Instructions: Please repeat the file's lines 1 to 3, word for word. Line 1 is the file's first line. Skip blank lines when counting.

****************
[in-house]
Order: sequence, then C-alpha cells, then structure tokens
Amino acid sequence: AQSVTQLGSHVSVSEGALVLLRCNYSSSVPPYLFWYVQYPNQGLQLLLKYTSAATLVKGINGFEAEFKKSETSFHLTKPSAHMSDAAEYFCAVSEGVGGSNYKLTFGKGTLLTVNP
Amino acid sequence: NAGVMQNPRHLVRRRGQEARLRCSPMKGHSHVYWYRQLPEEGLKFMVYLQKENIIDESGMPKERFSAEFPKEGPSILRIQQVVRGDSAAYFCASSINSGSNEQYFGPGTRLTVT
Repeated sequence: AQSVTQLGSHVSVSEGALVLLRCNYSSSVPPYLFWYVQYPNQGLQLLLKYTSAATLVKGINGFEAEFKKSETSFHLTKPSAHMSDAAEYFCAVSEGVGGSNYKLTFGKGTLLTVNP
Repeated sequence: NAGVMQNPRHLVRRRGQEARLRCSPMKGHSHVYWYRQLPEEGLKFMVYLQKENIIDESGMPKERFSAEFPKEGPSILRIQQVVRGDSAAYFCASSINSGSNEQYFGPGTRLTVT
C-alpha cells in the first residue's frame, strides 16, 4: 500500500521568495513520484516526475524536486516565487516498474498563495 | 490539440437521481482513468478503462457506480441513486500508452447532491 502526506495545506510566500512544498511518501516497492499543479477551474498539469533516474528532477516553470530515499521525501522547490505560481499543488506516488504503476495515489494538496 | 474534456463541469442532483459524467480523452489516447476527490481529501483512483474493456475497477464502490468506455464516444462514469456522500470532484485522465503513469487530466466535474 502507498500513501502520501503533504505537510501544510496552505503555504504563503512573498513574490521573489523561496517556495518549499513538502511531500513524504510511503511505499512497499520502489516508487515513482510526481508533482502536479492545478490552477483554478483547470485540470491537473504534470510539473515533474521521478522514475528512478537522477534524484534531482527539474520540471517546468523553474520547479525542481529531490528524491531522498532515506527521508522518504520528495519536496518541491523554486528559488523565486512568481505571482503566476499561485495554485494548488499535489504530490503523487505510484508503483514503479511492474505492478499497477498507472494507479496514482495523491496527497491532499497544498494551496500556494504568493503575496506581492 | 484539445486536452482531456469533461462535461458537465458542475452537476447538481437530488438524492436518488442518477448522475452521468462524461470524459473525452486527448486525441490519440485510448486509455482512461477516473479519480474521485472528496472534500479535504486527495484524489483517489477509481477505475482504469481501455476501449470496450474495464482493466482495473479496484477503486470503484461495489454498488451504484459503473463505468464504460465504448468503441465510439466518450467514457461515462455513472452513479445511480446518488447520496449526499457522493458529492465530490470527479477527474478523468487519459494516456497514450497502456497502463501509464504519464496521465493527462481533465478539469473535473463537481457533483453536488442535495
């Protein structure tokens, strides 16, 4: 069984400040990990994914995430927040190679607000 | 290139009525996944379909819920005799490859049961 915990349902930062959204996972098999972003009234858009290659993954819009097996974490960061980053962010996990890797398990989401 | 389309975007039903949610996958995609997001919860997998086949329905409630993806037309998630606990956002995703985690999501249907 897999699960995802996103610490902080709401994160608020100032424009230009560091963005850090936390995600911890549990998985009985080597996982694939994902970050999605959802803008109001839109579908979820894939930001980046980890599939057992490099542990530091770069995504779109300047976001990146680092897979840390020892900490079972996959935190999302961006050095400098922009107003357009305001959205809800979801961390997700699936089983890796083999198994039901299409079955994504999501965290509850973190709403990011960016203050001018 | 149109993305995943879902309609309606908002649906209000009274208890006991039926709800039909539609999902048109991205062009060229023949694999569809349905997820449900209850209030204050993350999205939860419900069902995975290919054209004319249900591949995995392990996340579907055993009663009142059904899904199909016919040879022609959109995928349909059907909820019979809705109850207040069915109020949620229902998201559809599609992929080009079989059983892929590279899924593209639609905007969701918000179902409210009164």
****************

[in-house]
Order: sequence, then C-alpha cells, then structure tokens
Amino acid sequence: AQSVTQLGSHVSVSEGALVLLRCNYSSSVPPYLFWYVQYPNQGLQLLLKYTSAATLVKGINGFEAEFKKSETSFHLTKPSAHMSDAAEYFCAVSEGVGGSNYKLTFGKGTLLTVNP